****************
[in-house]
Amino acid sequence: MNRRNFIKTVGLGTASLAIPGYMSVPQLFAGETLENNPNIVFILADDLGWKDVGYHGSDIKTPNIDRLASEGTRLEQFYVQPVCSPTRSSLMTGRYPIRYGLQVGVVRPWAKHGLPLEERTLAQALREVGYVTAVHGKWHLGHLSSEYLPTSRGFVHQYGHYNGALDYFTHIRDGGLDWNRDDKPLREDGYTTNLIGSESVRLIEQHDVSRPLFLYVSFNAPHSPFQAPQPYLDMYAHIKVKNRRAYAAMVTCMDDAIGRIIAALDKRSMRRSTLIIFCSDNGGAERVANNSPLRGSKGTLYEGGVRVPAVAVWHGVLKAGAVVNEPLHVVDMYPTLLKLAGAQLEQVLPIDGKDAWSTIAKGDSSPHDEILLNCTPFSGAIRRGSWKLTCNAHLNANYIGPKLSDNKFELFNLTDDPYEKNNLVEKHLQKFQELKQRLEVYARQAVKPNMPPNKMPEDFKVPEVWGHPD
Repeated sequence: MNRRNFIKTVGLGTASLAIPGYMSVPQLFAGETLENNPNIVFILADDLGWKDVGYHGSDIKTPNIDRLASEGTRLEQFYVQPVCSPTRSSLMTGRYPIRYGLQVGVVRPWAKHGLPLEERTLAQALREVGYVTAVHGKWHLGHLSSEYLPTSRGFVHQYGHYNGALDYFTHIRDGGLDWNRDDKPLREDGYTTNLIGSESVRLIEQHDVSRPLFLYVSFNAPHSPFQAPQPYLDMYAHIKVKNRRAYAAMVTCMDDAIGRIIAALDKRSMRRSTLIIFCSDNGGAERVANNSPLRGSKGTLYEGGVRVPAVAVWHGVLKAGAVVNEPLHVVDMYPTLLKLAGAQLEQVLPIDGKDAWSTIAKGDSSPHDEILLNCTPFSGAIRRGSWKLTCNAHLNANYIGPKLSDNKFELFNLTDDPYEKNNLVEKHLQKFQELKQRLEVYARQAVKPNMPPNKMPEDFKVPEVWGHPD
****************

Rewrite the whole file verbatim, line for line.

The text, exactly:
[in-house]
Amino acid sequence: MNRRNFIKTVGLGTASLAIPGYMSVPQLFAGETLENNPNIVFILADDLGWKDVGYHGSDIKTPNIDRLASEGTRLEQFYVQPVCSPTRSSLMTGRYPIRYGLQVGVVRPWAKHGLPLEERTLAQALREVGYVTAVHGKWHLGHLSSEYLPTSRGFVHQYGHYNGALDYFTHIRDGGLDWNRDDKPLREDGYTTNLIGSESVRLIEQHDVSRPLFLYVSFNAPHSPFQAPQPYLDMYAHIKVKNRRAYAAMVTCMDDAIGRIIAALDKRSMRRSTLIIFCSDNGGAERVANNSPLRGSKGTLYEGGVRVPAVAVWHGVLKAGAVVNEPLHVVDMYPTLLKLAGAQLEQVLPIDGKDAWSTIAKGDSSPHDEILLNCTPFSGAIRRGSWKLTCNAHLNANYIGPKLSDNKFELFNLTDDPYEKNNLVEKHLQKFQELKQRLEVYARQAVKPNMPPNKMPEDFKVPEVWGHPD
Repeated sequence: MNRRNFIKTVGLGTASLAIPGYMSVPQLFAGETLENNPNIVFILADDLGWKDVGYHGSDIKTPNIDRLASEGTRLEQFYVQPVCSPTRSSLMTGRYPIRYGLQVGVVRPWAKHGLPLEERTLAQALREVGYVTAVHGKWHLGHLSSEYLPTSRGFVHQYGHYNGALDYFTHIRDGGLDWNRDDKPLREDGYTTNLIGSESVRLIEQHDVSRPLFLYVSFNAPHSPFQAPQPYLDMYAHIKVKNRRAYAAMVTCMDDAIGRIIAALDKRSMRRSTLIIFCSDNGGAERVANNSPLRGSKGTLYEGGVRVPAVAVWHGVLKAGAVVNEPLHVVDMYPTLLKLAGAQLEQVLPIDGKDAWSTIAKGDSSPHDEILLNCTPFSGAIRRGSWKLTCNAHLNANYIGPKLSDNKFELFNLTDDPYEKNNLVEKHLQKFQELKQRLEVYARQAVKPNMPPNKMPEDFKVPEVWGHPD